Smoking ban draws out stricter rules

IUS Horizon

A new Indiana law was introduced this summer that will have consequences on smokers at IU Southeast. Effective as of July 1, this law bans smoking within eight feet of any public building.

Individuals who are caught smoking within eight feet of a public building on campus, such as Knobview or Crestview, will be cited for an infraction.

“The fee won’t be toward the university because it is a state law,” Charlie Edelen, IUS Police chief, said. “If we do cite somebody for that, they’d be going to Floyd County and paying a fee.”

However, outside the eight feet, IU Southeast still maintains a policy against smoking on campus. According to the university policy, the only place a person can smoke is inside their car with the windows rolled up.

“I think we even had a question of does that include motorcycles,” Edelen said. “It does not. You have to actually be in your car.”

If a person violates the policy, they will have to see the Dean of Students or vice chancellor of Student Affairs. Anne Skuce, interim vice chancellor of Student Affairs, said she does not expect to see a lot of negative reaction to this change.

“I think it is going to be tough because students will be cited,” Skuce said. “I do feel like we were fortunate to already have a policy in place, and I think as long as faculty, staff and students abide to it then it shouldn’t make any difference.”

Edelen also said he does not foresee any problems arising from this ban because the only change is, instead of it being a university violation, it is now a state law, as well.

“I’m sure it will take people a while to get used to that, but it’s only eight feet,” Edelen said. “Since  we already had a university policy saying you can’t smoke, I don’t think it will be that big of a deal because you weren’t supposed to be doing it anyway.”

On top of receiving a citation for smoking within the eight feet, Skuce said individuals will still have to see administration.

“I respect students’ right to smoke, but we just have to limit the location,” Skuce said.

Since the law has only been in effect for a short amount of time, Edelen said they are willing to give out warnings in the beginning.
“Honestly, when I’ve seen people smoking on campus, they haven’t been within the eight feet,” Edelen said. “Usually, they’re out by the picnic tables or the parking lot.”

IU Southeast will also be placing stickers on each door stating the new law and describing the details of the ban.


Beginning this school year, changes in citation fees and costs will be occurring in the IUS parking policy.

The main changes involve issues of a invalid permit or improper display of a valid permit, which were both raised from $10 to $15.

The charge for an expired parking meter also increased from $5 to $10.

However, Edelen said students who receive a citation but have a valid permit may, on an appeal, fill out a form once every calendar year in order to waive the fee.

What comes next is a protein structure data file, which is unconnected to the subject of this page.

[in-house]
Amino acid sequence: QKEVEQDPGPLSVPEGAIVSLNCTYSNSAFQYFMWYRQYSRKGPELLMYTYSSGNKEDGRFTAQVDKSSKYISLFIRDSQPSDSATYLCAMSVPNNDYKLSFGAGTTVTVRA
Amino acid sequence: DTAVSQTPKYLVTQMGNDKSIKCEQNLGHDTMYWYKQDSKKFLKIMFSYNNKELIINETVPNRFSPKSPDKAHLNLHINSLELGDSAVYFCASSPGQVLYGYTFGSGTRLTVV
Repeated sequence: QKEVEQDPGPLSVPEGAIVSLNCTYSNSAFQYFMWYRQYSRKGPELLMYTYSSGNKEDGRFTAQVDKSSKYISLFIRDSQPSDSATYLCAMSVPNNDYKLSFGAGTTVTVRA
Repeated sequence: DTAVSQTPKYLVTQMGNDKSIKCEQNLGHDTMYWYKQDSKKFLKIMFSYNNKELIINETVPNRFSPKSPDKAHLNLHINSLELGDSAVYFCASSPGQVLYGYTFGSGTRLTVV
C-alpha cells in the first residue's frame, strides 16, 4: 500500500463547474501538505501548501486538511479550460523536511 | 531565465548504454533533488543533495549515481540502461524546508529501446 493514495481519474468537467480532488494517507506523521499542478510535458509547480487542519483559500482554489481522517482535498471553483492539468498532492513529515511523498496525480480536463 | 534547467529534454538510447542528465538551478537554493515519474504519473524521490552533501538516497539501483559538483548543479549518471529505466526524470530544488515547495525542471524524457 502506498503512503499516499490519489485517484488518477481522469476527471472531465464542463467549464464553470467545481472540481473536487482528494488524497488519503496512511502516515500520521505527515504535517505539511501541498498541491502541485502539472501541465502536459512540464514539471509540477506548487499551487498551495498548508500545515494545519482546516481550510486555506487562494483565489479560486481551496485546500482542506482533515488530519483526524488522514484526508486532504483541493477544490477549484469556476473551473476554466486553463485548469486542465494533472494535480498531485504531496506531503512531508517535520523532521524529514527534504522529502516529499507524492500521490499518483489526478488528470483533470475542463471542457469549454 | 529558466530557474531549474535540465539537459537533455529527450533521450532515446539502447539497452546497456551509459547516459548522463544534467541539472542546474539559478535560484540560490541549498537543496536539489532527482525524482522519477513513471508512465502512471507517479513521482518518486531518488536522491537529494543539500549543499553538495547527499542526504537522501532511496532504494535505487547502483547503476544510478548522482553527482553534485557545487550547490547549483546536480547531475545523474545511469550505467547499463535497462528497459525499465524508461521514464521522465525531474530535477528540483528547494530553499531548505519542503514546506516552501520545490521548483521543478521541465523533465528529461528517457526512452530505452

“A lot of the appeals we get are ‘I left it in my car,’ or ‘I left it in my other car, but I have a valid permit,’ and people don’t understand why it has to be displayed, so we’re trying to give them a free one,” Edelen said.

IU Southeast will be notifying students of the new parking policy through its website and a booklet with a page describing it.

Edelen said this is also an effort to encourage individuals to buy parking permits.

“I know we’ve got some students who want to go along and do the day pass or not do anything and take a gamble that they won’t get a citation, so increasing the citations would help people get away from doing that,” Edelen said. “We’d like everyone to have the permit so we don’t have to write as many tickets.”

While it may be cheaper for students who attend only a few classes a week to purchase the day passes, Edelen said there are more negatives to not having a parking permit.

“[With the day passes,] you have the hassles of waiting in line, making sure your dollar isn’t crumpled up, sometimes it’s raining and sometimes it jams,” Edelen said. “Also, people don’t realize the pass is assigned to you and not to your car, so you can move it between cars.”

Student parking permits cost $30 per semester and can be purchased at the IUS Police Department located in University Center North, room 027.


IUS Police have been occupied with several theft reports that arose in the spring semester, during the second week of April.

Five individuals claimed to have items stolen, including a wallet on April 11 and a phone on April 12. Both of those items were returned later those days.

However, the suspect of two other thefts from April 10 was caught and involved Brian Dillen, 40, who was arrested on a charge of three counts of fraudulent use of a credit card and one count of theft.  All of the counts were felonies.

The items stolen from IU Southeast included a wallet and a camera from the University Center.

Prior to IU Southeast, Dillen had also stolen items from both Jefferson Community and Technical College and Spalding University.

“What these guys do is walk around and try to find just anything lying around,” Edelen said. “They’re just walking through, and they see a bag, they pick it up and walk out. They’re getting laptops, wallets, cameras and whatever is sitting out.”

The final theft occurred on April 6, involving a stolen wallet and credit cards, has not been found, and the case is still open.


Senior Editor